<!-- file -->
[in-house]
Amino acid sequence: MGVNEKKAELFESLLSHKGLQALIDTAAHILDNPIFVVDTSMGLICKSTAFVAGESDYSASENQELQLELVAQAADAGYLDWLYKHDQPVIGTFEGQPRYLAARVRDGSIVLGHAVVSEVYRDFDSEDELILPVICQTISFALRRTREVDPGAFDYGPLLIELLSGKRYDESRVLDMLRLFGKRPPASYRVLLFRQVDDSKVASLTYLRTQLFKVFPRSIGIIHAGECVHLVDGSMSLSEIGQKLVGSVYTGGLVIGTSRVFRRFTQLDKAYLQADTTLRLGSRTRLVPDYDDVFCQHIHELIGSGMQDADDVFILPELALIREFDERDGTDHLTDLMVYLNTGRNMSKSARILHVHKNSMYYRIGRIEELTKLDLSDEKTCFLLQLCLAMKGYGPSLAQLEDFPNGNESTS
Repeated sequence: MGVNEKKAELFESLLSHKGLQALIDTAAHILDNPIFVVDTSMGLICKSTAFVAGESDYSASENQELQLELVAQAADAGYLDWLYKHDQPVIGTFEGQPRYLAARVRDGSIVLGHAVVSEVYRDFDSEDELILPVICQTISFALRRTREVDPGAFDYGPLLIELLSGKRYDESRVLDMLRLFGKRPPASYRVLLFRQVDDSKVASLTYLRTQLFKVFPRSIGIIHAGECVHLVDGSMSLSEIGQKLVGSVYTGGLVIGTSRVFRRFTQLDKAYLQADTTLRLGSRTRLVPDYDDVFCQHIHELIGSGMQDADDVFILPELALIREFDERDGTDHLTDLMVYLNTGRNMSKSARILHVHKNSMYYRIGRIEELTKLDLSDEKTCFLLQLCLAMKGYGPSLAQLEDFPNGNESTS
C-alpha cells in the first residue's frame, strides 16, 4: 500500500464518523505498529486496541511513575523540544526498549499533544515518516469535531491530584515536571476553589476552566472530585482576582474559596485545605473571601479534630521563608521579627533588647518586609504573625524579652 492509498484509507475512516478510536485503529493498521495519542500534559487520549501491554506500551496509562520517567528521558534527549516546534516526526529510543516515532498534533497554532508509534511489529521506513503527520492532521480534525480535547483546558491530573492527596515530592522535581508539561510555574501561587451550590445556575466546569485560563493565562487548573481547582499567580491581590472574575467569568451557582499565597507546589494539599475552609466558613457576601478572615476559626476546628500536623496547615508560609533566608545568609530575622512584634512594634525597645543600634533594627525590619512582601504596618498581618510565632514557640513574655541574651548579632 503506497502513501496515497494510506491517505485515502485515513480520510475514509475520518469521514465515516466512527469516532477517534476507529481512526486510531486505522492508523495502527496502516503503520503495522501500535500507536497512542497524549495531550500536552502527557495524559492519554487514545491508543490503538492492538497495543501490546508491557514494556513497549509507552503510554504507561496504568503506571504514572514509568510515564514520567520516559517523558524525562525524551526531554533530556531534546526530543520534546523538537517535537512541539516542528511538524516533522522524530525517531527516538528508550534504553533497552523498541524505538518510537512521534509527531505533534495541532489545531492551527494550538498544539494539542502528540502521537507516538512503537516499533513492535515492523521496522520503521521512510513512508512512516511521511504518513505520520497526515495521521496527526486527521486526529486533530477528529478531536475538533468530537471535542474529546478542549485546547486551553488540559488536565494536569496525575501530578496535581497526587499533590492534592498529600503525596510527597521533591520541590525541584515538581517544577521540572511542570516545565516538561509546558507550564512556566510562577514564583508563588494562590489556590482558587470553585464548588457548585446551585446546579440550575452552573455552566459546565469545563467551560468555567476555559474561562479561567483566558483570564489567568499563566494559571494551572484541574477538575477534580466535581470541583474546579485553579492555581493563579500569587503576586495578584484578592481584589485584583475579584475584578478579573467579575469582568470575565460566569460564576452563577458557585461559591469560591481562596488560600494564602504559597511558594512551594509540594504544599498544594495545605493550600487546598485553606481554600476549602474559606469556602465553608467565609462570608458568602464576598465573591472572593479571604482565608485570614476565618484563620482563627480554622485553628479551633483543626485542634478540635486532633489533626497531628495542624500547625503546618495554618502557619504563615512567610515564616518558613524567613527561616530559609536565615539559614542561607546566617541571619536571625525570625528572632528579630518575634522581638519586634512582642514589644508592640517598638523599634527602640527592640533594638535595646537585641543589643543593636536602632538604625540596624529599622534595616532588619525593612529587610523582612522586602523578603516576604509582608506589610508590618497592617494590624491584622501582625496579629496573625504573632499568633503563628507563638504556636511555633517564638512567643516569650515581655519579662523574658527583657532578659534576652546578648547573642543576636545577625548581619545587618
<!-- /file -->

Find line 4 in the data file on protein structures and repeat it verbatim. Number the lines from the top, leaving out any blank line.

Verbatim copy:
C-alpha cells in the first residue's frame, strides 16, 4: 500500500464518523505498529486496541511513575523540544526498549499533544515518516469535531491530584515536571476553589476552566472530585482576582474559596485545605473571601479534630521563608521579627533588647518586609504573625524579652 492509498484509507475512516478510536485503529493498521495519542500534559487520549501491554506500551496509562520517567528521558534527549516546534516526526529510543516515532498534533497554532508509534511489529521506513503527520492532521480534525480535547483546558491530573492527596515530592522535581508539561510555574501561587451550590445556575466546569485560563493565562487548573481547582499567580491581590472574575467569568451557582499565597507546589494539599475552609466558613457576601478572615476559626476546628500536623496547615508560609533566608545568609530575622512584634512594634525597645543600634533594627525590619512582601504596618498581618510565632514557640513574655541574651548579632 503506497502513501496515497494510506491517505485515502485515513480520510475514509475520518469521514465515516466512527469516532477517534476507529481512526486510531486505522492508523495502527496502516503503520503495522501500535500507536497512542497524549495531550500536552502527557495524559492519554487514545491508543490503538492492538497495543501490546508491557514494556513497549509507552503510554504507561496504568503506571504514572514509568510515564514520567520516559517523558524525562525524551526531554533530556531534546526530543520534546523538537517535537512541539516542528511538524516533522522524530525517531527516538528508550534504553533497552523498541524505538518510537512521534509527531505533534495541532489545531492551527494550538498544539494539542502528540502521537507516538512503537516499533513492535515492523521496522520503521521512510513512508512512516511521511504518513505520520497526515495521521496527526486527521486526529486533530477528529478531536475538533468530537471535542474529546478542549485546547486551553488540559488536565494536569496525575501530578496535581497526587499533590492534592498529600503525596510527597521533591520541590525541584515538581517544577521540572511542570516545565516538561509546558507550564512556566510562577514564583508563588494562590489556590482558587470553585464548588457548585446551585446546579440550575452552573455552566459546565469545563467551560468555567476555559474561562479561567483566558483570564489567568499563566494559571494551572484541574477538575477534580466535581470541583474546579485553579492555581493563579500569587503576586495578584484578592481584589485584583475579584475584578478579573467579575469582568470575565460566569460564576452563577458557585461559591469560591481562596488560600494564602504559597511558594512551594509540594504544599498544594495545605493550600487546598485553606481554600476549602474559606469556602465553608467565609462570608458568602464576598465573591472572593479571604482565608485570614476565618484563620482563627480554622485553628479551633483543626485542634478540635486532633489533626497531628495542624500547625503546618495554618502557619504563615512567610515564616518558613524567613527561616530559609536565615539559614542561607546566617541571619536571625525570625528572632528579630518575634522581638519586634512582642514589644508592640517598638523599634527602640527592640533594638535595646537585641543589643543593636536602632538604625540596624529599622534595616532588619525593612529587610523582612522586602523578603516576604509582608506589610508590618497592617494590624491584622501582625496579629496573625504573632499568633503563628507563638504556636511555633517564638512567643516569650515581655519579662523574658527583657532578659534576652546578648547573642543576636545577625548581619545587618